A couple of minutes' walk from the main square, home to several terrace cafes and the hostel’s sister hotel, Juma. Other than that, not a great deal going on here, so worth hiring bikes or a car if you want to get out and about. Both of which can be done through the hostel.
Bright, airy and spotlessly clean, these hostel rooms have come a long way since my backpacking days. All six of them (a mix of doubles and twins) have soft, white bed linens, bags of storage space, ensuite bathrooms – loved the hot pink sink in my room - and cheery touches like fresh flowers by the bed, candy-coloured throw cushions and rugs, and free Internet access.
For a hostel, impressive. No gloomy, moth-bitten furniture here. Instead tastefully tiled floors, leather sofas and armchairs jazzed up with brights and works of art by the owner’s daughter. It’s a great place to hang out and make friends with other like-minded travellers. Outside there’s a small walled courtyard, which makes a pleasant afternoon retreat with a cup of coffee.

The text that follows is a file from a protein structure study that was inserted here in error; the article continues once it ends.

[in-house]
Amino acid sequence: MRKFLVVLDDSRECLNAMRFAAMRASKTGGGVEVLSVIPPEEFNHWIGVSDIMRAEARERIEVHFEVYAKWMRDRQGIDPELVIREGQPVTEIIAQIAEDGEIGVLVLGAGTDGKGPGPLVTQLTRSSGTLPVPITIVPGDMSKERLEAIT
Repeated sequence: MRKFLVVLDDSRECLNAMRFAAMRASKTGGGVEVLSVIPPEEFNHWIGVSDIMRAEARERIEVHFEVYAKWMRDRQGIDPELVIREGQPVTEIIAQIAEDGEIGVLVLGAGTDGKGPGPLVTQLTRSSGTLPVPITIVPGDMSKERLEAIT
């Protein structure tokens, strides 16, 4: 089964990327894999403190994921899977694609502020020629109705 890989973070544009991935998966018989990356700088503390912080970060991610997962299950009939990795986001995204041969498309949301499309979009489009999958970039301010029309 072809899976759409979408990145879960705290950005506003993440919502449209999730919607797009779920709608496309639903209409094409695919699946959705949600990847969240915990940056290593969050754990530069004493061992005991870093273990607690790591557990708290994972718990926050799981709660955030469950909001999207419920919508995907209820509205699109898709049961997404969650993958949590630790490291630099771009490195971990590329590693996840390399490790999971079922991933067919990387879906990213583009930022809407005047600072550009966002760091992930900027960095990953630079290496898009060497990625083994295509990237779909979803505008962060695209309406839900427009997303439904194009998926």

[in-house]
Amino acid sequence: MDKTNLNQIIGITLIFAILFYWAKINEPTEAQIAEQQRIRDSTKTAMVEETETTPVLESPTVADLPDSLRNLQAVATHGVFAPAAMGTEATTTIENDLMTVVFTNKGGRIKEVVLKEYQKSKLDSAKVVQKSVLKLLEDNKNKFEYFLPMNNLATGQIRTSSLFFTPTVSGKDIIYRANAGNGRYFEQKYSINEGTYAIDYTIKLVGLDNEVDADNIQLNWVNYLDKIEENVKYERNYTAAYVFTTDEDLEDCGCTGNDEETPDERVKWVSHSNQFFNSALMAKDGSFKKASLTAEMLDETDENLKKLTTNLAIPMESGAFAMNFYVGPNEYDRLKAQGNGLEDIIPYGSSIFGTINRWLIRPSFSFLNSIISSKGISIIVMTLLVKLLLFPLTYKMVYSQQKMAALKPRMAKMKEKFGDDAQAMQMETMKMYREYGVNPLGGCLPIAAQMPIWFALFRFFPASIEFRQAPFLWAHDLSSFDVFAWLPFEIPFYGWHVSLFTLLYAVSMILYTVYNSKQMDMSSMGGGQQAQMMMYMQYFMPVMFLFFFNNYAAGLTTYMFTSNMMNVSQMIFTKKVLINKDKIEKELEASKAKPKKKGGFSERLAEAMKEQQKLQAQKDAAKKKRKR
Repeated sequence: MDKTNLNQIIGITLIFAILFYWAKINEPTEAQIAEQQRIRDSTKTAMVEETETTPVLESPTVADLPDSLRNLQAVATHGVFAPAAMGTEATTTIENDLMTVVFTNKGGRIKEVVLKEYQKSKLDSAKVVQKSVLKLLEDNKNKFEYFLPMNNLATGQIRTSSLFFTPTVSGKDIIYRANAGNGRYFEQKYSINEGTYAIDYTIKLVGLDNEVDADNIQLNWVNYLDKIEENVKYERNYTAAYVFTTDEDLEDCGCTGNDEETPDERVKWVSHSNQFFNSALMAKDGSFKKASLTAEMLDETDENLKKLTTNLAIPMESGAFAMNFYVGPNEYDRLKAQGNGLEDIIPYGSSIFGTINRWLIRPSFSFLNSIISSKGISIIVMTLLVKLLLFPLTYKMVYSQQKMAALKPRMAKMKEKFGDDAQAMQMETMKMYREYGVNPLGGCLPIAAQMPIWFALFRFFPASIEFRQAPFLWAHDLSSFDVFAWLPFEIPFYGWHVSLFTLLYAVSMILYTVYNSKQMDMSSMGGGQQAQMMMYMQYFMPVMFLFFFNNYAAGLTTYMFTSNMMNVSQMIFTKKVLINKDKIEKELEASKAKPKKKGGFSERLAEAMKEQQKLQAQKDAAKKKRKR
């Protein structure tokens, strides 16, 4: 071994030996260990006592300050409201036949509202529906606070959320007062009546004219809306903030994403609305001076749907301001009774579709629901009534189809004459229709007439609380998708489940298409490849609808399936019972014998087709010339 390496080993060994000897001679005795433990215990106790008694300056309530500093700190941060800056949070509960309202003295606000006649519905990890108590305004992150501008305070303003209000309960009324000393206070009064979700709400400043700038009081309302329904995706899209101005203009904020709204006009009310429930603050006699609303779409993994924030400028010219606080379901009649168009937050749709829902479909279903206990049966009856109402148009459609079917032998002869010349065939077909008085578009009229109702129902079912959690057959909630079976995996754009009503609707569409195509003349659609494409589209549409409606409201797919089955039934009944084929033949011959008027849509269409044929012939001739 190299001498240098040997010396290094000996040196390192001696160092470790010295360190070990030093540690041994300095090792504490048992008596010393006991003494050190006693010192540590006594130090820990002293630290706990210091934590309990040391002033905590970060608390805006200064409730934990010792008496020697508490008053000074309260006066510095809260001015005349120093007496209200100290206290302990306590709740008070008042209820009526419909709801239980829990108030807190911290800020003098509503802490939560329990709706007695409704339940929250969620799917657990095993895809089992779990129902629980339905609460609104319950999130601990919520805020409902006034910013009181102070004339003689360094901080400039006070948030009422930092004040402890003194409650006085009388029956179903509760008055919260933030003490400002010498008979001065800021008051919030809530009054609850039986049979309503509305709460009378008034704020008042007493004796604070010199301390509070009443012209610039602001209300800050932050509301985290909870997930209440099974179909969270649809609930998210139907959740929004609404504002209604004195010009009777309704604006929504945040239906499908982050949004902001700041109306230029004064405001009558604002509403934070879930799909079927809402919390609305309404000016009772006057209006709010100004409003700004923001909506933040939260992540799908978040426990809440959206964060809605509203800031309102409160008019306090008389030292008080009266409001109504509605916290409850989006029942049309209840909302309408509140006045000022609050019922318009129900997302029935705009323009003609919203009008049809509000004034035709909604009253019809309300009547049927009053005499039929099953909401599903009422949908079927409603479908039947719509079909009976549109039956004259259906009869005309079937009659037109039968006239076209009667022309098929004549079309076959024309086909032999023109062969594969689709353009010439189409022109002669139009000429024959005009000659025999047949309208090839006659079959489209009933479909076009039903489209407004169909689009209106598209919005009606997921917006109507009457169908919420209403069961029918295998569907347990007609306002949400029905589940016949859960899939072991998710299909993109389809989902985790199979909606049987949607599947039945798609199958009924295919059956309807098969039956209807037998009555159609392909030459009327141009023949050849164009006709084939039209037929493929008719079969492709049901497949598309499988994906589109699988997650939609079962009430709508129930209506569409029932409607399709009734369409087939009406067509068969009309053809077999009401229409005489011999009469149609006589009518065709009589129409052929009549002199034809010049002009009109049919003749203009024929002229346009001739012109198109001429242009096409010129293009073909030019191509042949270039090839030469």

Eating and drinking
In high season breakfast is served in the informal dining room. Out of season, breakfast is served around the corner at the hostals sister Juma. Evening meals and lunch need to be taken outside of the hotel, but Pollensa has lots of good options.
In-room massage can be arranged if you so desire.
Super friendly, very knowledgeable about the island, and totally unobtrusive. Just as a hostel should be.
Who stays there
Young, fun-loving, yet grown up types. It's sociable, but don’t come expecting wild, all-night parties.
Not really hostel prices, but worth the extra expense for the added comforts.
- High-Speed Internet
- Backpackers / Students
- First-time travellers
- Sporty types
- Escaping the crowds
- No fuss
- Chilling out
Pros & Cons
- No restaurant